Since school is out for the summer and Academics Afield is on a break, let’s take a look back at one of the hunts from the fall semester of 2022.
September 18th, 2022, TIFTON GEORGIA. The Academics Afield Dove hunt for Abraham Baldwin Agricultural College Students is just beginning. ABAC being a rural school, lends numerous individuals that have hunted before. However, this environment leads to the word-of-mouth type of conversation to be effective at recruitment as it fits the “small town” m.o. of acquiring information. My name is Zachary Stevens, and I have been the Academics Afield Coordinator at ABAC since September 2021. Since my start here, my primary objective has been to seek out and build connections with all students across campus and teach them about the Academics Afield Program through The Georgia Wildlife Federation and R3 programs. We have had approximately 10 different hunters that have gone through with our program in its entirety. But one cannot just look at the number of hunters as a scale for success. Many individuals will enter the program just to learn about conservation and how they can help their local state agencies and aid in conservation.
Teaching individuals about conservation is paramount in the wildlife field. A great quote is wildlife management is 90% people management. There will always be an influx of people that support conservation through numerous outlets that are not related to the act of harvesting animals, and that is something that seems to be a lost connection in my chosen field. It is vital to the survival of wildlife conservation that there are programs such as Academics Afield and State Supported learn-to-hunt programs along with public relations events to drive the public to want to continue their support.
We had four attendees for our event. As with every event, we require our attendees to go through the Georgia online hunter safety course before they can attend the hunt. We also require our attendees to attend the firearms training event. My methodology around shooting practice is to always start at the base level and revert to what an individual would learn in the hunter safety course. I begin by explaining the firearm to them in great detail; this includes: how different chokes make the shot have other spreads, how the loading mechanism operates, how to function the safety and how you can rely on said safety 100% of the time and proper ways to handle a firearm around other individuals and numerous other gun safety things I won’t bore you with the details. The next step in firearms training is to figure out what the attendee’s dominant eye is, then make sure they are holding the firearm correctly with proper care. I must note that when I do my firearms training events, I only have 2 shotguns; this allows me to control the environment as much as possible. One firearm is in the attendee that is firing, and the other one stays with me or another mentor I have with me. We start live firing at stationary targets as this allows me to correct any improper form and handling of the firearm. Then we move to moving targets from our skeet towers. I let them see at least 5 “show birds” and follow them with their thumb to understand how they will need to swing to lead the target.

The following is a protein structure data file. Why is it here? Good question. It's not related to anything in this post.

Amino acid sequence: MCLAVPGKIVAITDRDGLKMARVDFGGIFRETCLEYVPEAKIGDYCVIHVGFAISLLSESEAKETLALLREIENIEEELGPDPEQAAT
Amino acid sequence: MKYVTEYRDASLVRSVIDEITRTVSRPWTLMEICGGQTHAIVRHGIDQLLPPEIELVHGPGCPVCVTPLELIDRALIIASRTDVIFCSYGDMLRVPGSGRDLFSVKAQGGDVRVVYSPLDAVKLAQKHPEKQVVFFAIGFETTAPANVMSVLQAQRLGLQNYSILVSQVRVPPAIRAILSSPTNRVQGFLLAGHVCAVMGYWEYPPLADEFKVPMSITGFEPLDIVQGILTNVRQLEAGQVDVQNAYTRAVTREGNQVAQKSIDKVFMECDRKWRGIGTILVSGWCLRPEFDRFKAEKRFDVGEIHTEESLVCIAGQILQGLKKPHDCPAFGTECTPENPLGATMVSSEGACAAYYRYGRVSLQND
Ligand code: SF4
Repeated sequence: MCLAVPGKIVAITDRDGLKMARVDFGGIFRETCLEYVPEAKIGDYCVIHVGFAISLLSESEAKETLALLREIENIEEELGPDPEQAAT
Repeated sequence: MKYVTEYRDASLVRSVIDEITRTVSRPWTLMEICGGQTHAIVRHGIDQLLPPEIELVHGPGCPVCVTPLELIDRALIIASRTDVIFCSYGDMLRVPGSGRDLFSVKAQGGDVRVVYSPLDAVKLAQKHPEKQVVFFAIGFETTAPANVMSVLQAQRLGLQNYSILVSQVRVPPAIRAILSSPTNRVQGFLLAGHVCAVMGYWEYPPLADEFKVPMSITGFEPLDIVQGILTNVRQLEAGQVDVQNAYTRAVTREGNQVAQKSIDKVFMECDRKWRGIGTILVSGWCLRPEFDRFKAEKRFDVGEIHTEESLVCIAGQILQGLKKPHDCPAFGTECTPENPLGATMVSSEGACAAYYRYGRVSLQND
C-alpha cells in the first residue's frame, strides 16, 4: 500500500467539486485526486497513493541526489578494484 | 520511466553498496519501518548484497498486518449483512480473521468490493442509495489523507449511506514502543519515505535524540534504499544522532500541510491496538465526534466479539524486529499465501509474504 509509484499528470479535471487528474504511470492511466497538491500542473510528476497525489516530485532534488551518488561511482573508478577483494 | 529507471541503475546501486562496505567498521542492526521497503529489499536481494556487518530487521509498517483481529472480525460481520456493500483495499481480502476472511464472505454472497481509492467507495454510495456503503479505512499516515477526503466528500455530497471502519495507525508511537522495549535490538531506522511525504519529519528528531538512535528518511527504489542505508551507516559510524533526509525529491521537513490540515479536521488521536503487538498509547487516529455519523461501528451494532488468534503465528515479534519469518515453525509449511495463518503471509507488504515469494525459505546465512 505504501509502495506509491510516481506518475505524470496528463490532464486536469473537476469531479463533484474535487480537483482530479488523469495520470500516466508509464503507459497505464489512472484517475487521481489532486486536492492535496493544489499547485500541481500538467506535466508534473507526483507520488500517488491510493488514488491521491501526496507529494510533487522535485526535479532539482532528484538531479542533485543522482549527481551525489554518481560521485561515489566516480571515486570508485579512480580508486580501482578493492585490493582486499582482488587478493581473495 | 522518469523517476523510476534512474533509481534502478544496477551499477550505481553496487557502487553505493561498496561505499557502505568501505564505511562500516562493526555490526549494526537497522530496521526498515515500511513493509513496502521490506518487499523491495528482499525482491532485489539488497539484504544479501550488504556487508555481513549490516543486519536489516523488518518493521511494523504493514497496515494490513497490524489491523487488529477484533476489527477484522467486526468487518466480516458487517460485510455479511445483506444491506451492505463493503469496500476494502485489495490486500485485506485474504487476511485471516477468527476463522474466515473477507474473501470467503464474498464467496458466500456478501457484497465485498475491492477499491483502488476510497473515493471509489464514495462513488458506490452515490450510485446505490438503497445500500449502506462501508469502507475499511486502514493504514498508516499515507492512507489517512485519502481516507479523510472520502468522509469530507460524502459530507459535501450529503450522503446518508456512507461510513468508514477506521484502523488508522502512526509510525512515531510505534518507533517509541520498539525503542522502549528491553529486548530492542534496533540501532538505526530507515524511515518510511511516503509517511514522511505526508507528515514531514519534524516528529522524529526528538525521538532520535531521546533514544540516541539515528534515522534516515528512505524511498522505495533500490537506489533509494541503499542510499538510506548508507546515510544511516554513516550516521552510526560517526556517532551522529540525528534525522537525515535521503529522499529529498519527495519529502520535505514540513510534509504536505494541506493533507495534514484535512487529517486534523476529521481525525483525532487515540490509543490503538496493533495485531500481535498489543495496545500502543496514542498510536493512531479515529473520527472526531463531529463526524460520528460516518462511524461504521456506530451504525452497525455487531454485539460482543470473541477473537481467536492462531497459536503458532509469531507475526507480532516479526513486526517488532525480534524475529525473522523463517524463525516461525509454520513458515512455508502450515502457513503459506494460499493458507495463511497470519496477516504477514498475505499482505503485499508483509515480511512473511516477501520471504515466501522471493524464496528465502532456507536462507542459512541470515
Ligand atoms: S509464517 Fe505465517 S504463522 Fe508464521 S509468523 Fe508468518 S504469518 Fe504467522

Moving targets are always the most fun for the attendees because it creates a pseudo competition between them of who can hit the most. However, as a coordinator, you need to sharpen your own skills as someone might challenge you. Hint, it helps if you keep up on your practice, too, people won’t respect your instruction as much if you can’t hit them either.
ON TO THE HUNT
We loaded in my truck and stopped at the southern classic of Buccee’s for breakfast before heading to the field. Upon arriving at the field, we discovered our data was not valid. This was confirmed when talking to other hunters that there were about 5 birds shot on the field all morning. Upon talking to locals that hunted that field on opening day, there was apparently a 25-man shoot, and the field has been wiped ever since. Not to fret, we shifted our focus to squirrels to pass the time until the conditions would be better for doves on the field. Scrounging the outskirts of the bottomland hardwood areas of the fields, we looked high and low for squirrels to no avail. However, I taught them about squirrel signs and how to look for chewings and other wildlife signs in the area. We returned to the field when conditions were favorable, and after an hour and a half of walking and sitting in some areas, no birds. We saw approximately 4 doves that were never in range to shoot at. But we reinforce the idea that hunting is a process and not a 100% guarantee every time you go out. It’s about the hunt; the harvest of an animal is always a bonus.
The Dinner and Debrief are always an essential part of the program. Due to us getting no birds, I did show the attendees how they would breast a bird with a rotisserie chicken, and we also had my ABAC Academics Afield Famous venison burgers. The dinner and debrief allows you to build a better relationship with attendees, and you get to see the comradery over your hunting stories. You always see the attendees light up as they share a fond memory with you, and it instills the types of memories that they have created of their own through the program and the many more they can make if they continue to attend.